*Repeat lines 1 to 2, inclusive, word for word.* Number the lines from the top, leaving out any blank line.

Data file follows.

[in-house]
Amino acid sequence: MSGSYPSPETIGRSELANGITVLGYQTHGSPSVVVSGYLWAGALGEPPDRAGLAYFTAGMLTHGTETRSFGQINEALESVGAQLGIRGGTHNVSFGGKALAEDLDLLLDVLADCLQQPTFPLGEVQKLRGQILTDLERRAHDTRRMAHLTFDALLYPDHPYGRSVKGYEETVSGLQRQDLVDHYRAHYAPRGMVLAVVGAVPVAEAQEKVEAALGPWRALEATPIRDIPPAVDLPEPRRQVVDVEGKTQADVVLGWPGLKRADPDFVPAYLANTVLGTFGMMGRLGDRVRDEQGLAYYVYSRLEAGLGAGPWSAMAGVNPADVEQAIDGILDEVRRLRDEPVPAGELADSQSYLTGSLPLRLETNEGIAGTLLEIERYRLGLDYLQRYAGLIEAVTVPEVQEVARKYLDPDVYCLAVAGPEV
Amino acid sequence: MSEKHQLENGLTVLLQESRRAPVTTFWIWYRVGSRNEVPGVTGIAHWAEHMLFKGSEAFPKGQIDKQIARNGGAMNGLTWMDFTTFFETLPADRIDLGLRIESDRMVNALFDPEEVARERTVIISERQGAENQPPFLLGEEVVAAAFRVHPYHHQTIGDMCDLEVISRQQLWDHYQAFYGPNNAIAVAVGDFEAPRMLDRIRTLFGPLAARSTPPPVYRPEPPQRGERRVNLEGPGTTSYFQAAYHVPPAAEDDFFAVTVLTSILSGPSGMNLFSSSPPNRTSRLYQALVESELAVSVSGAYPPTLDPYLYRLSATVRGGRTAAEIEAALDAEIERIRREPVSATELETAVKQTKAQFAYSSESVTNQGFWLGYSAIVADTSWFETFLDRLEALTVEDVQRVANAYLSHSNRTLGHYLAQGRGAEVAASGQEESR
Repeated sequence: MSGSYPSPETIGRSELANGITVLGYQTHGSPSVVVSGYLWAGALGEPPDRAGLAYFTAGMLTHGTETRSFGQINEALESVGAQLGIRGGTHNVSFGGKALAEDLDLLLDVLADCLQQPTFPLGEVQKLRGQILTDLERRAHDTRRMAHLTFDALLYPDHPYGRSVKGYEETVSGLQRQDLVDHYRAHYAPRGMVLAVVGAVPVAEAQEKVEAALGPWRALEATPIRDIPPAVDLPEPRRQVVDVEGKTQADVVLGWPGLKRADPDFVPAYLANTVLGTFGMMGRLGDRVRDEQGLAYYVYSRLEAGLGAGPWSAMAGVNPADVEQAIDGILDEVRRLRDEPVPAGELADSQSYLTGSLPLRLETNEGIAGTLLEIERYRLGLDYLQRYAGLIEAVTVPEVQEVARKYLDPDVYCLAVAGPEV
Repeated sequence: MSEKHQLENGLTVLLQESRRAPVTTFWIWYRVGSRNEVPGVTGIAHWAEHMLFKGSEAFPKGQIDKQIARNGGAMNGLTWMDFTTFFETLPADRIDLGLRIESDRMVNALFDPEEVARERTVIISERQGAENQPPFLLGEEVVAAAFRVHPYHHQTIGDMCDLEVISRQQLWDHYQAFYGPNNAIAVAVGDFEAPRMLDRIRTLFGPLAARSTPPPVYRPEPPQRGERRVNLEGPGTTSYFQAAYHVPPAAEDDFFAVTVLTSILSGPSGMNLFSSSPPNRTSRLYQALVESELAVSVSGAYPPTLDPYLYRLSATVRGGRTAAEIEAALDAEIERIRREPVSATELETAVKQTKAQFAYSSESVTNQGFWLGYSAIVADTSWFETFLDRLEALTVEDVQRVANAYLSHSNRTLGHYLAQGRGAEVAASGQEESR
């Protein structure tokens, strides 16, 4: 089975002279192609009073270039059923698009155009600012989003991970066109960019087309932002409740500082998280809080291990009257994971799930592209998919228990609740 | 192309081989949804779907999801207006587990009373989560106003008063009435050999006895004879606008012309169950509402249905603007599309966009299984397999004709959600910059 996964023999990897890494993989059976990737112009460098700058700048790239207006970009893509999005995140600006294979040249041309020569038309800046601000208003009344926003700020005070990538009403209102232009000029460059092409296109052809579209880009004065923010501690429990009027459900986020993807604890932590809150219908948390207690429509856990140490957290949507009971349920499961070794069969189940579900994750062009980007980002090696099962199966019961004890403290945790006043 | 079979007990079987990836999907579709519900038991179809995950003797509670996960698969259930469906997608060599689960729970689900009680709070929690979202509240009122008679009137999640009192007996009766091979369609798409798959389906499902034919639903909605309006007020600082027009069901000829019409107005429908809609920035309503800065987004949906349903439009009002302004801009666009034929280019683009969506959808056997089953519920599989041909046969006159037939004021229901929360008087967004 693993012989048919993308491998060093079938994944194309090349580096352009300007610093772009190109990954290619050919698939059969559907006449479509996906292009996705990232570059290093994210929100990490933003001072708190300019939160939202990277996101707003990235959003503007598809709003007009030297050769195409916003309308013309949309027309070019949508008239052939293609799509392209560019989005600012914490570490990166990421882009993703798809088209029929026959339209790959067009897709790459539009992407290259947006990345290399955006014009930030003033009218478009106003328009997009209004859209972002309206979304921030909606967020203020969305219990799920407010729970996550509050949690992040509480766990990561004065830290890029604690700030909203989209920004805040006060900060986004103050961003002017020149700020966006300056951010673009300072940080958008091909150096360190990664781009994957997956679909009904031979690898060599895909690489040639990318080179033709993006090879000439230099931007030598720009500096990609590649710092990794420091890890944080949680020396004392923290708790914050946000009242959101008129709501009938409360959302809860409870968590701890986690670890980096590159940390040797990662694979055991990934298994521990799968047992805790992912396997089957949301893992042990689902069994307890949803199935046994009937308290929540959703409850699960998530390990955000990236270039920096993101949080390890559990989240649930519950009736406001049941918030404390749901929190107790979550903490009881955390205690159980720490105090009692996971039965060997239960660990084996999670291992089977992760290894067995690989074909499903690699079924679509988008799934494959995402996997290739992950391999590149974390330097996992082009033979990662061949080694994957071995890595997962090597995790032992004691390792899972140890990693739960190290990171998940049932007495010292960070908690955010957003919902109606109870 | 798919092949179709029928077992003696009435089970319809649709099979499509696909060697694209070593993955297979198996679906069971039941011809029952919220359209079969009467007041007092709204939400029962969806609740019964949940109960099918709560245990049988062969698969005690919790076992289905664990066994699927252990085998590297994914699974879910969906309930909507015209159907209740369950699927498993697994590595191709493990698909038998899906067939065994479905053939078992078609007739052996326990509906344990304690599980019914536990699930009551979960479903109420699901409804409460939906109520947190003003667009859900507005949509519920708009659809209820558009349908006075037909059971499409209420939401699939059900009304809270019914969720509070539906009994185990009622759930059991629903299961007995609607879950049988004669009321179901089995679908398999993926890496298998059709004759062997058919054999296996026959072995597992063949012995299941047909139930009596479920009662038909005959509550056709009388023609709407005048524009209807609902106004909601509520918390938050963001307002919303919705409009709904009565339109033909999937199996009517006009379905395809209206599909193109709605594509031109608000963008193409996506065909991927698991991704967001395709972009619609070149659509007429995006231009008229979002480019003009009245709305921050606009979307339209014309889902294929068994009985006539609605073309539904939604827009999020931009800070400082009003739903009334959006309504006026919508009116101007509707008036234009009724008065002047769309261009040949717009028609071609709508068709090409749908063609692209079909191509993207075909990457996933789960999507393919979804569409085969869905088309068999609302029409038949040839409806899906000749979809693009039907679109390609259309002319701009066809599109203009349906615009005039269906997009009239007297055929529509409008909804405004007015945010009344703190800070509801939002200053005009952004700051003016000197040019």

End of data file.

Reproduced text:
[in-house]
Amino acid sequence: MSGSYPSPETIGRSELANGITVLGYQTHGSPSVVVSGYLWAGALGEPPDRAGLAYFTAGMLTHGTETRSFGQINEALESVGAQLGIRGGTHNVSFGGKALAEDLDLLLDVLADCLQQPTFPLGEVQKLRGQILTDLERRAHDTRRMAHLTFDALLYPDHPYGRSVKGYEETVSGLQRQDLVDHYRAHYAPRGMVLAVVGAVPVAEAQEKVEAALGPWRALEATPIRDIPPAVDLPEPRRQVVDVEGKTQADVVLGWPGLKRADPDFVPAYLANTVLGTFGMMGRLGDRVRDEQGLAYYVYSRLEAGLGAGPWSAMAGVNPADVEQAIDGILDEVRRLRDEPVPAGELADSQSYLTGSLPLRLETNEGIAGTLLEIERYRLGLDYLQRYAGLIEAVTVPEVQEVARKYLDPDVYCLAVAGPEV